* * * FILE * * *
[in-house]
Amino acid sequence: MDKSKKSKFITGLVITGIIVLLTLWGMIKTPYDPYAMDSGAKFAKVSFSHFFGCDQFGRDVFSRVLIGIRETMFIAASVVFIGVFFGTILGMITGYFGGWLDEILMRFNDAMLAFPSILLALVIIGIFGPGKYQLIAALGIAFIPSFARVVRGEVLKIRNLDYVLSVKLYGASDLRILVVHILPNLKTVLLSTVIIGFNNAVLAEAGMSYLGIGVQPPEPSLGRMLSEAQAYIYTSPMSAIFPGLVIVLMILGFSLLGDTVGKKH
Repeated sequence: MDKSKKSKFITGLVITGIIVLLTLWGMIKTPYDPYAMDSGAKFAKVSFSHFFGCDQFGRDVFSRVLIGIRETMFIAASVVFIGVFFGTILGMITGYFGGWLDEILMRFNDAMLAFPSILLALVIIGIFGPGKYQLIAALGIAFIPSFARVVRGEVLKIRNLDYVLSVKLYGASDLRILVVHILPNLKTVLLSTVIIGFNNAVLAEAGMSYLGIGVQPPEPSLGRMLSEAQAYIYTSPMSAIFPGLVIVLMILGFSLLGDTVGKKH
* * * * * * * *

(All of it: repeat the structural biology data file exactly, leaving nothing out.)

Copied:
[in-house]
Amino acid sequence: MDKSKKSKFITGLVITGIIVLLTLWGMIKTPYDPYAMDSGAKFAKVSFSHFFGCDQFGRDVFSRVLIGIRETMFIAASVVFIGVFFGTILGMITGYFGGWLDEILMRFNDAMLAFPSILLALVIIGIFGPGKYQLIAALGIAFIPSFARVVRGEVLKIRNLDYVLSVKLYGASDLRILVVHILPNLKTVLLSTVIIGFNNAVLAEAGMSYLGIGVQPPEPSLGRMLSEAQAYIYTSPMSAIFPGLVIVLMILGFSLLGDTVGKKH
Repeated sequence: MDKSKKSKFITGLVITGIIVLLTLWGMIKTPYDPYAMDSGAKFAKVSFSHFFGCDQFGRDVFSRVLIGIRETMFIAASVVFIGVFFGTILGMITGYFGGWLDEILMRFNDAMLAFPSILLALVIIGIFGPGKYQLIAALGIAFIPSFARVVRGEVLKIRNLDYVLSVKLYGASDLRILVVHILPNLKTVLLSTVIIGFNNAVLAEAGMSYLGIGVQPPEPSLGRMLSEAQAYIYTSPMSAIFPGLVIVLMILGFSLLGDTVGKKH